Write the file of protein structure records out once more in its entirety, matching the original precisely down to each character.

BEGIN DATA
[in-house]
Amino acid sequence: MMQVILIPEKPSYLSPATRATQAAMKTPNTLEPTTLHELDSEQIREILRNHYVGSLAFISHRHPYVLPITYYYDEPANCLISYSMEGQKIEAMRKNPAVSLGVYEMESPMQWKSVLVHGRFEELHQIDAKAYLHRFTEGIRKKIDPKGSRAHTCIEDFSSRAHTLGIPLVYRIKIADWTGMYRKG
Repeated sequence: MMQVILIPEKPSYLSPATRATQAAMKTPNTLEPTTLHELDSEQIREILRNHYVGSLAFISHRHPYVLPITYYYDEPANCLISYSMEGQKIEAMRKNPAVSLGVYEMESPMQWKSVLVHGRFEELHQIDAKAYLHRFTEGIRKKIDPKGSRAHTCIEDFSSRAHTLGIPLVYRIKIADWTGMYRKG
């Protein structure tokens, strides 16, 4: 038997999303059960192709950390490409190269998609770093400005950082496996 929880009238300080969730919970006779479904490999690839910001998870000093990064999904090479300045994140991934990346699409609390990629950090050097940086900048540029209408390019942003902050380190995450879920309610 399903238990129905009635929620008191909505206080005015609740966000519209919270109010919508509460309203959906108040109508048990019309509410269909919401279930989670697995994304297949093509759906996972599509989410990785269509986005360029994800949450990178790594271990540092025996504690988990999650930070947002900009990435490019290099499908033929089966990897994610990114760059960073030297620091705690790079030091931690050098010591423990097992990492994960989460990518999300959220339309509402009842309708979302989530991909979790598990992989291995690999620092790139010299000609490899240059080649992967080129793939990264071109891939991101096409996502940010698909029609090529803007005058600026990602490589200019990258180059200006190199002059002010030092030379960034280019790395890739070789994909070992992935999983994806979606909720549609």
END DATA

[in-house]
Amino acid sequence: MMQVILIPEKPSYLSPATRATQAAMKTPNTLEPTTLHELDSEQIREILRNHYVGSLAFISHRHPYVLPITYYYDEPANCLISYSMEGQKIEAMRKNPAVSLGVYEMESPMQWKSVLVHGRFEELHQIDAKAYLHRFTEGIRKKIDPKGSRAHTCIEDFSSRAHTLGIPLVYRIKIADWTGMYRKG
Repeated sequence: MMQVILIPEKPSYLSPATRATQAAMKTPNTLEPTTLHELDSEQIREILRNHYVGSLAFISHRHPYVLPITYYYDEPANCLISYSMEGQKIEAMRKNPAVSLGVYEMESPMQWKSVLVHGRFEELHQIDAKAYLHRFTEGIRKKIDPKGSRAHTCIEDFSSRAHTLGIPLVYRIKIADWTGMYRKG
């Protein structure tokens, strides 16, 4: 038997999303059960192709950390490409190269998609770093400005950082496996 929880009238300080969730919970006779479904490999690839910001998870000093990064999904090479300045994140991934990346699409609390990629950090050097940086900048540029209408390019942003902050380190995450879920309610 399903238990129905009635929620008191909505206080005015609740966000519209919270109010919508509460309203959906108040109508048990019309509410269909919401279930989670697995994304297949093509759906996972599509989410990785269509986005360029994800949450990178790594271990540092025996504690988990999650930070947002900009990435490019290099499908033929089966990897994610990114760059960073030297620091705690790079030091931690050098010591423990097992990492994960989460990518999300959220339309509402009842309708979302989530991909979790598990992989291995690999620092790139010299000609490899240059080649992967080129793939990264071109891939991101096409996502940010698909029609090529803007005058600026990602490589200019990258180059200006190199002059002010030092030379960034280019790395890739070789994909070992992935999983994806979606909720549609």